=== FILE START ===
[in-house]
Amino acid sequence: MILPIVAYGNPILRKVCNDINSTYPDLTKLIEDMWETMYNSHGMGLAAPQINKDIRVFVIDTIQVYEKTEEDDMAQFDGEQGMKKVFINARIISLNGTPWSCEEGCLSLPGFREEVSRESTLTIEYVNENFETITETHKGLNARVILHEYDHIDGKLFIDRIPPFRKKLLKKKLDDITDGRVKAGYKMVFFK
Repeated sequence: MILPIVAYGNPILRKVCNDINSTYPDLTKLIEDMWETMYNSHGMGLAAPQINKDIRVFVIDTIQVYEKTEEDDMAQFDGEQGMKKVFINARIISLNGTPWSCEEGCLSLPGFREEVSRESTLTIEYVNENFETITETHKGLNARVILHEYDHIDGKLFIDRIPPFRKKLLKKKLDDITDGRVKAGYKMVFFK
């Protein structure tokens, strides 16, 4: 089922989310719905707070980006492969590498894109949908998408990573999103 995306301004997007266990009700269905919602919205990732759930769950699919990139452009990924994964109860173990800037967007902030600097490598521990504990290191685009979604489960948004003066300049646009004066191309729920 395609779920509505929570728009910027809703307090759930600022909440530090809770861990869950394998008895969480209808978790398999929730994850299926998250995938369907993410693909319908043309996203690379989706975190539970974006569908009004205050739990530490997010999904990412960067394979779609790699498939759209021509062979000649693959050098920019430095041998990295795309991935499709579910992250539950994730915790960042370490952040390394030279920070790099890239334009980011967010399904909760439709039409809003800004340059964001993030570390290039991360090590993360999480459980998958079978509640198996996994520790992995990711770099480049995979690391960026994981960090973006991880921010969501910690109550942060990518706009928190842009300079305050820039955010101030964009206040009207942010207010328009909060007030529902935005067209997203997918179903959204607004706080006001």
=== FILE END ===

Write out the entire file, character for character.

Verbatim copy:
[in-house]
Amino acid sequence: MILPIVAYGNPILRKVCNDINSTYPDLTKLIEDMWETMYNSHGMGLAAPQINKDIRVFVIDTIQVYEKTEEDDMAQFDGEQGMKKVFINARIISLNGTPWSCEEGCLSLPGFREEVSRESTLTIEYVNENFETITETHKGLNARVILHEYDHIDGKLFIDRIPPFRKKLLKKKLDDITDGRVKAGYKMVFFK
Repeated sequence: MILPIVAYGNPILRKVCNDINSTYPDLTKLIEDMWETMYNSHGMGLAAPQINKDIRVFVIDTIQVYEKTEEDDMAQFDGEQGMKKVFINARIISLNGTPWSCEEGCLSLPGFREEVSRESTLTIEYVNENFETITETHKGLNARVILHEYDHIDGKLFIDRIPPFRKKLLKKKLDDITDGRVKAGYKMVFFK
């Protein structure tokens, strides 16, 4: 089922989310719905707070980006492969590498894109949908998408990573999103 995306301004997007266990009700269905919602919205990732759930769950699919990139452009990924994964109860173990800037967007902030600097490598521990504990290191685009979604489960948004003066300049646009004066191309729920 395609779920509505929570728009910027809703307090759930600022909440530090809770861990869950394998008895969480209808978790398999929730994850299926998250995938369907993410693909319908043309996203690379989706975190539970974006569908009004205050739990530490997010999904990412960067394979779609790699498939759209021509062979000649693959050098920019430095041998990295795309991935499709579910992250539950994730915790960042370490952040390394030279920070790099890239334009980011967010399904909760439709039409809003800004340059964001993030570390290039991360090590993360999480459980998958079978509640198996996994520790992995990711770099480049995979690391960026994981960090973006991880921010969501910690109550942060990518706009928190842009300079305050820039955010101030964009206040009207942010207010328009909060007030529902935005067209997203997918179903959204607004706080006001």